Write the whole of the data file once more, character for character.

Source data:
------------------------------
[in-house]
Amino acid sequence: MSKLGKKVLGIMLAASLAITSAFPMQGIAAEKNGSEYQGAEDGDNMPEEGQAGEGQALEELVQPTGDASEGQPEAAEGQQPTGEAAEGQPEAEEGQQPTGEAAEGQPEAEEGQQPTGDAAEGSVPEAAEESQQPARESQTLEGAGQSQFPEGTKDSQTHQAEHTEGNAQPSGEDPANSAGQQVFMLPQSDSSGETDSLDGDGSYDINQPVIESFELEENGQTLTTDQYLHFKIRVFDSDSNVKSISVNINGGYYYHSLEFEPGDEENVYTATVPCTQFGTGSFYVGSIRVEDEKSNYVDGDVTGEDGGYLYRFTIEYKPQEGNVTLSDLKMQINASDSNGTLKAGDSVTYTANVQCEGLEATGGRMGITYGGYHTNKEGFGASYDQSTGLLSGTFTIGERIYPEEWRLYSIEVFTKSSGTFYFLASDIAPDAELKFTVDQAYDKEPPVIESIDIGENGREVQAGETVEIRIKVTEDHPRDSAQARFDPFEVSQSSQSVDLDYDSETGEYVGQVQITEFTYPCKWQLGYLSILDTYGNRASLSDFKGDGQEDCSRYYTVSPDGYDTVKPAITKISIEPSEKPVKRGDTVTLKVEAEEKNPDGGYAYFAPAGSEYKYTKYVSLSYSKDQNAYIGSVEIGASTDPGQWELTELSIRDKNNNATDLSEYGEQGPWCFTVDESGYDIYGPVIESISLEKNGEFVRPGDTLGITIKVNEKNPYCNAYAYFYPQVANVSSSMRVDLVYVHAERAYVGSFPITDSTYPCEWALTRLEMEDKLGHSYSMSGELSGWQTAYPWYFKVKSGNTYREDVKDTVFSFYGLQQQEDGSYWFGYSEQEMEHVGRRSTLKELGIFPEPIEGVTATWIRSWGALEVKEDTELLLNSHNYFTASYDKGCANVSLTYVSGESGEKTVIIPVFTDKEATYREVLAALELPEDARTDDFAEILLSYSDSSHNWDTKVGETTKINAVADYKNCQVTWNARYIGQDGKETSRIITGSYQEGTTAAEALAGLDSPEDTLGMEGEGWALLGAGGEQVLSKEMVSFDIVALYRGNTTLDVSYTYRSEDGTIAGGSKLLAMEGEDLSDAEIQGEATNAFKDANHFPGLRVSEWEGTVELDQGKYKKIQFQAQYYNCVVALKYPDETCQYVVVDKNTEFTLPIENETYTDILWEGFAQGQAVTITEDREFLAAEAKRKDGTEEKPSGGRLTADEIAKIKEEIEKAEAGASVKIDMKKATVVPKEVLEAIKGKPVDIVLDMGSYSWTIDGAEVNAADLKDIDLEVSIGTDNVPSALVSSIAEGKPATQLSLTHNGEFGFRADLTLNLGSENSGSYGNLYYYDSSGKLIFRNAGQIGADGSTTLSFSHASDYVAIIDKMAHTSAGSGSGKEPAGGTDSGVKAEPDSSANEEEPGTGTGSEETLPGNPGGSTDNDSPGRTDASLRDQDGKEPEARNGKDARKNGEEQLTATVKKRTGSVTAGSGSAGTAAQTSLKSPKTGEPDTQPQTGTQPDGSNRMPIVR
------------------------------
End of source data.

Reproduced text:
[in-house]
Amino acid sequence: MSKLGKKVLGIMLAASLAITSAFPMQGIAAEKNGSEYQGAEDGDNMPEEGQAGEGQALEELVQPTGDASEGQPEAAEGQQPTGEAAEGQPEAEEGQQPTGEAAEGQPEAEEGQQPTGDAAEGSVPEAAEESQQPARESQTLEGAGQSQFPEGTKDSQTHQAEHTEGNAQPSGEDPANSAGQQVFMLPQSDSSGETDSLDGDGSYDINQPVIESFELEENGQTLTTDQYLHFKIRVFDSDSNVKSISVNINGGYYYHSLEFEPGDEENVYTATVPCTQFGTGSFYVGSIRVEDEKSNYVDGDVTGEDGGYLYRFTIEYKPQEGNVTLSDLKMQINASDSNGTLKAGDSVTYTANVQCEGLEATGGRMGITYGGYHTNKEGFGASYDQSTGLLSGTFTIGERIYPEEWRLYSIEVFTKSSGTFYFLASDIAPDAELKFTVDQAYDKEPPVIESIDIGENGREVQAGETVEIRIKVTEDHPRDSAQARFDPFEVSQSSQSVDLDYDSETGEYVGQVQITEFTYPCKWQLGYLSILDTYGNRASLSDFKGDGQEDCSRYYTVSPDGYDTVKPAITKISIEPSEKPVKRGDTVTLKVEAEEKNPDGGYAYFAPAGSEYKYTKYVSLSYSKDQNAYIGSVEIGASTDPGQWELTELSIRDKNNNATDLSEYGEQGPWCFTVDESGYDIYGPVIESISLEKNGEFVRPGDTLGITIKVNEKNPYCNAYAYFYPQVANVSSSMRVDLVYVHAERAYVGSFPITDSTYPCEWALTRLEMEDKLGHSYSMSGELSGWQTAYPWYFKVKSGNTYREDVKDTVFSFYGLQQQEDGSYWFGYSEQEMEHVGRRSTLKELGIFPEPIEGVTATWIRSWGALEVKEDTELLLNSHNYFTASYDKGCANVSLTYVSGESGEKTVIIPVFTDKEATYREVLAALELPEDARTDDFAEILLSYSDSSHNWDTKVGETTKINAVADYKNCQVTWNARYIGQDGKETSRIITGSYQEGTTAAEALAGLDSPEDTLGMEGEGWALLGAGGEQVLSKEMVSFDIVALYRGNTTLDVSYTYRSEDGTIAGGSKLLAMEGEDLSDAEIQGEATNAFKDANHFPGLRVSEWEGTVELDQGKYKKIQFQAQYYNCVVALKYPDETCQYVVVDKNTEFTLPIENETYTDILWEGFAQGQAVTITEDREFLAAEAKRKDGTEEKPSGGRLTADEIAKIKEEIEKAEAGASVKIDMKKATVVPKEVLEAIKGKPVDIVLDMGSYSWTIDGAEVNAADLKDIDLEVSIGTDNVPSALVSSIAEGKPATQLSLTHNGEFGFRADLTLNLGSENSGSYGNLYYYDSSGKLIFRNAGQIGADGSTTLSFSHASDYVAIIDKMAHTSAGSGSGKEPAGGTDSGVKAEPDSSANEEEPGTGTGSEETLPGNPGGSTDNDSPGRTDASLRDQDGKEPEARNGKDARKNGEEQLTATVKKRTGSVTAGSGSAGTAAQTSLKSPKTGEPDTQPQTGTQPDGSNRMPIVR